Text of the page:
Pro-hunt campaigners have launched a legal challenge to the ban on hunting with hounds.
About 1,000 pro-hunting protesters demonstrated on Thursday
Members of the Countryside Alliance have lodged papers with the High Court in London seeking a judicial review.
Lawyers claim the 1949 Parliament Act, used to force through the ban, is itself invalid because it was never approved by the House of Lords.
The Countryside Alliance's Simon Hart said the case could have far-reaching "constitutional implications".
He pledged to fight what he called the government's "abuse of power" and the "political thuggery" of MPs who pushed for a ban.
Mr Hart said the battle had now moved "out of the snake pit of the House of Commons" and into "the more intelligent" arena of the courts "where evidence is listened to, not ignored as it was in Parliament".
The alliance's application will be studied by a judge who will decide whether there is an "arguable case" which should go to a full High Court hearing.
Tony Blair said the ban would now be an issue at the general election, expected early next year.
"I am afraid the views on both sides are very, very entrenched," Mr Blair said.
"We will now go to the courts and I have no doubt it will be an [election] issue, but it always was going to be an issue."
USE OF THE 1949 PARLIAMENT ACT
1991: War Crimes Act
1999: European Parliamentary Elections Act
2000: Sexual Offences Amendment Act
2004 Hunting Bill
Lord Donaldson, former Master of the Rolls, said the alliance had a powerful case.
"My personal view is that it is right, 100% strength. Whether the courts will agree is a matter for them, and we will just have to see," he told BBC Radio 4's Today programme.
The BBC's Home Affairs correspondent Andy Tighe described the alliance's legal move as a "very big constitutional challenge", which, if it succeeded, could throw previous occasions when the 1949 Parliament Act had been used into doubt.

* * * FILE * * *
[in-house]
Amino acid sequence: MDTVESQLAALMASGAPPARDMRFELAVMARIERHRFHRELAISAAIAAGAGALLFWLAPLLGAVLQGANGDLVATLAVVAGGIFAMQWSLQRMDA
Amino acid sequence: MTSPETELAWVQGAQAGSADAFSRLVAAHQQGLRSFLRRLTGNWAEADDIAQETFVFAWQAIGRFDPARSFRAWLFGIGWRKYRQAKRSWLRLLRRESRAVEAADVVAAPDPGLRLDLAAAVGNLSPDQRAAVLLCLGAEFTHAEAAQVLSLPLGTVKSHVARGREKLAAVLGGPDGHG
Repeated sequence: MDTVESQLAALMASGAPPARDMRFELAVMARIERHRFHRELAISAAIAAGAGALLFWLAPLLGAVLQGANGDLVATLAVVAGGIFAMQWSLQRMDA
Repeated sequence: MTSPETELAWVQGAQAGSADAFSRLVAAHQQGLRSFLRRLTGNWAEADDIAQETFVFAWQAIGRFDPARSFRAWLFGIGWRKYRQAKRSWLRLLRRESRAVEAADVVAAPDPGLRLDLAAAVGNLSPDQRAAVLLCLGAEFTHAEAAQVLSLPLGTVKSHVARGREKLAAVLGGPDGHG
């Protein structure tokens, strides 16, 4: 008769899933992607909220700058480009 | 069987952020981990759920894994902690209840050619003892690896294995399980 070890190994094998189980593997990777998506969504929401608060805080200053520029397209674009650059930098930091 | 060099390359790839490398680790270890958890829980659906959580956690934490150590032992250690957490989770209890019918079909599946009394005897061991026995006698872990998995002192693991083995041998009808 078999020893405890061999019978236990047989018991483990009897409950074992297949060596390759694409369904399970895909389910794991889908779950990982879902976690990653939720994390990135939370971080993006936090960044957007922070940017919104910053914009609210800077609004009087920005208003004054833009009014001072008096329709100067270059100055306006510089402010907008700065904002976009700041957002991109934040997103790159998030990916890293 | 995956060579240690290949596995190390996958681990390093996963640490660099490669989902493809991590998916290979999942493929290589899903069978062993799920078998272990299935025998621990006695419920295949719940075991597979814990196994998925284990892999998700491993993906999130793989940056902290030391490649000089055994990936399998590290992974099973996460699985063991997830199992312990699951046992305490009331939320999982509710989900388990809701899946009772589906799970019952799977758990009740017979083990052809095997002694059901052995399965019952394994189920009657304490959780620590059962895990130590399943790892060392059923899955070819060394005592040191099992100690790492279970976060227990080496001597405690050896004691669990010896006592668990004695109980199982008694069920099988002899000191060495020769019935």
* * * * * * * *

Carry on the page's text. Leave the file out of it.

That could potentially lead to the reversal of laws on the gay age of consent, the election of MEPs and the prosecution of war criminals, he said.
The Countryside Alliance also claims the ban infringes European human rights legislation and is planning a separate legal action once the Hunting Bill comes into force on 18 February.
It says compensation should be paid to those people who could potentially lose out as a result of the ban, such as farriers, saddlers and feed merchants.
Campaigners are also threatening civil disobedience and say they will attempt to unseat Labour MPs who voted for the ban at the general election.
It has been reported that landowners are preparing to stop the Ministry of Defence using their land for training, block the siting of electricity pylons
and stop water companies using their land to spread sewage.
Rural Affairs Minister Alun Michael urged campaigners not to "punish society" with "irresponsible, illegal and completely out of proportion" acts of civil disobedience.
Mr Michael also said he was confident of seeing off the legal challenge.
Pro-hunt Labour peer Baroness Mallalieu said the parliamentary system had failed to protect a minority from "unfair legislation", so they would look to the courts to do so.
The group has also pledged to test loopholes in the ban when it comes into force in February.
And it says 50,000 people have said they are prepared to break the ban and continue hunting, "in the full knowledge they will be arrested".
The application for a judicial review is being lodged by Countryside Alliance chairman John Jackson, farrier's wife Mair Hughes, from Rhondda, south Wales, and Bicester Hunt member Patrick Martin.